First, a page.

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Geoffrey de Vinsauf
Itinerary of Richard I and others to the Holy Land
page. 51


Therefore, in the year of our Lord 1191, with the dominical letter E, after the stormy months of the more idle season of winter, when brighter days were coming on, the people, who were wearied with slothful delay, hailed with joy the arrival of the season for navigation; for the kings had stayed in the city of Messina from the feast of St. Michael until after Lent. They therefore held a conference about the transportation of their men, alleging the inconvenience of further delay, both on account of the presence of fine weather, and because their means would fail if spent in useless idleness, and because their friends at Acre were suffering from want of them, and they were grieved at having given them such tardy help. While, therefore, each was preparing to proceed on his journey, couriers arrived who informed Richard that his mother Eleanor was hastening after him, and having completed her journey, was close at hand; and that she was bringing with her the noble damsel, daughter of the king of Navarre, named Berengaria, the intended wife of King Richard. A long time previous, while yet count of Poitou, he had been charmed by the graces of the damsel and her high birth, and felt a passion for her; on which account her father, the king of Navarre, had committed her to the care of King Richard’s mother to be carried to him, in order that he might marry her before crossing the sea as he intended. All rejoiced at their coming. Meanwhile the king of France, having made ready with all his equipment, taking advantage of a favourable wind, set out with all his fleet, on the Saturday after the Annunciation of the Blessed Virgin Mary; and King Richard accompanied him some way in his galleys, with his noblest peers. But he himself was not ready to cross the sea, for he had not yet collected all his transport-ships; and he thought that they were not sufficiently provisioned: moreover, he had heard that his mother was coming with the illustrious Berengaria. When, therefore, he had let the king of France go on his voyage in peace, crossing past the Faro he came to Risa, where he heard that the queen his mother and Berengaria were, and having taken them on board with great joy, he returned to Messina; where having stayed a short time, he let his mother depart, and committed to her the care of his kingdom, together with Walter, archbishop of Rouen, as we have said before, a man of great virtue. And with them returned Guilbert de Gascuil, by whose treachery the king of France afterwards gained possession of the celebrated castle of Gisors, situated in a very strong position on the confines of France and Normandy, which had been committed to his safekeeping. But King Richard retained with him the aforesaid damsel, whom he was about to marry. Queen Eleanor returned by Bourges, and thence to Salerna, and thus to Normandy. But King Richard, having furnished himself with every thing necessary for the voyage, prepared, according to agreement, to follow after the king of France as quickly as be could; and appointed Robert de Torneham to conduct and take care of the fleet. He sent forward his betrothed, with his sister the dowager queen of Sicily, in advance, in one of the ships which are commonly called dromons, keeping a course direct to the east; he had also placed some knights on board, and a numerous retinue of servants, for their comfort and safekeeping. These kind of vessels are slower than others, on account of their burthen, but of stronger make. The multitude of the galleys remained immoveable, until the king, having dined, on account of the annoyances which had happened, bade farewell, with all his army, to the natives, and was on the point of setting out and committing himself to favourable winds and the waves of the sea. Then the whole multitude of ships was launched into the sea, impelled by numerous oarsmen. The city of Messina might justly boast that so great a fleet had never in past ages quitted those shores; and that they never will see there such a one again. Therefore, on the seventeenth day after the departure of the king of France, i.e. on the Wednesday after Palm Sunday, King Richard followed with a numerous fleet of ships, and passing amid the Faro with a fair breeze, some by sailing, some by rowing, they came out into the deep, - the dromons, however, keeping them in the rear as Richard had planned, in order that, as far as it was possible to avoid it, they should not part company, unless they were accidentally separated by the tides; while the galleys purposely relaxed their speed and kept pace with the ships of burthen, to guard their multitude and protect the weaker.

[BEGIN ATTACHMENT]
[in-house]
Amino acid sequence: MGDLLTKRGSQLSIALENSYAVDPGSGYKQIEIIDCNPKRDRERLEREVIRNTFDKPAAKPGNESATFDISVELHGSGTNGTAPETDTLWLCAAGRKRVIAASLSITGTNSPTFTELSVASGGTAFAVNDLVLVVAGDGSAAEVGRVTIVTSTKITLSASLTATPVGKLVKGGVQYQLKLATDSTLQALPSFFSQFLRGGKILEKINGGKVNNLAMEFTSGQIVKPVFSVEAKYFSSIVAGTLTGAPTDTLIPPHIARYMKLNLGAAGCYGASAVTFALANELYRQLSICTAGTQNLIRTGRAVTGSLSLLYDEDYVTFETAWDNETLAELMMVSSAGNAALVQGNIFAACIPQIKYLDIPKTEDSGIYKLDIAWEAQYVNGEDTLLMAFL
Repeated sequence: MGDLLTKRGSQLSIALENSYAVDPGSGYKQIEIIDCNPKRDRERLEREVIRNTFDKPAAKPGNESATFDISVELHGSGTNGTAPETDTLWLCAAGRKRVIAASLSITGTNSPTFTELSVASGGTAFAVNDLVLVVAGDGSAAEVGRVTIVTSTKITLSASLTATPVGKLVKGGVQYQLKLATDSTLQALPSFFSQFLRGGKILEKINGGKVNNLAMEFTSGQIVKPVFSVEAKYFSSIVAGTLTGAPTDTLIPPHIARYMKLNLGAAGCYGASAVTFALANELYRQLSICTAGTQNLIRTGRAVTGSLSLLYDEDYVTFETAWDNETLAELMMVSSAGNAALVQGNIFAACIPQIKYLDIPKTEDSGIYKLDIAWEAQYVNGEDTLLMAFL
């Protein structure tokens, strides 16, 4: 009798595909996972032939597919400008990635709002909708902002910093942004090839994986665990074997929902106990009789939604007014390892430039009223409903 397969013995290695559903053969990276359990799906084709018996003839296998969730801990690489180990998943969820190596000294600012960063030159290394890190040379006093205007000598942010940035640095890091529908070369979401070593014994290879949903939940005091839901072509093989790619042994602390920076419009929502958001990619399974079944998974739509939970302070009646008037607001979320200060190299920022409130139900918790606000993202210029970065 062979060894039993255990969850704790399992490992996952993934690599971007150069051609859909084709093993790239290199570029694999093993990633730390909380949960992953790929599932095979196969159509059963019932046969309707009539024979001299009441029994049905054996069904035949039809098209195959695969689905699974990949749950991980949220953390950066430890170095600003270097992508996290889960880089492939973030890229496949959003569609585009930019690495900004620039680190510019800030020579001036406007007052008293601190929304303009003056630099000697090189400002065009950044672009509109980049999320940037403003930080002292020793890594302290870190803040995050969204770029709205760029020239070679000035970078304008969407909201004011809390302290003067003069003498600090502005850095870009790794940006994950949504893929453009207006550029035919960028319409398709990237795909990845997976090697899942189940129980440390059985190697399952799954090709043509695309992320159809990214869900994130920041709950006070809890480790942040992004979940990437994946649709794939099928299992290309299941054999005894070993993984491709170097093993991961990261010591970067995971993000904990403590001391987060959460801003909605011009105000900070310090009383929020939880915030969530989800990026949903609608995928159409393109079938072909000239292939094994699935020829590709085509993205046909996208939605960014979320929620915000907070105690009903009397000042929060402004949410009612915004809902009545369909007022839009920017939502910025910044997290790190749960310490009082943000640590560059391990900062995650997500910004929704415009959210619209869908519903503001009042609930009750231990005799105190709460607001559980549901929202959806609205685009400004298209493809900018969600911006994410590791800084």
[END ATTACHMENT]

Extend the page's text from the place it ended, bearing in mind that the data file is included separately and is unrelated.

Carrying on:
Chapter XXVII. - Of the winds that were at one time calm, at another agitating the sea, and the dangers which King Richard sustained as far as Crete, and from Crete to Rhodes. The wind all at once began to fall gradually, so that the fleet was compelled to remain motionless at anchor between Calabria and Mount Gibello; but on the morrow, i. e. the day of the Lord’s Supper, He who withdraws and sends forth the winds from his treasuries, sent us a wind

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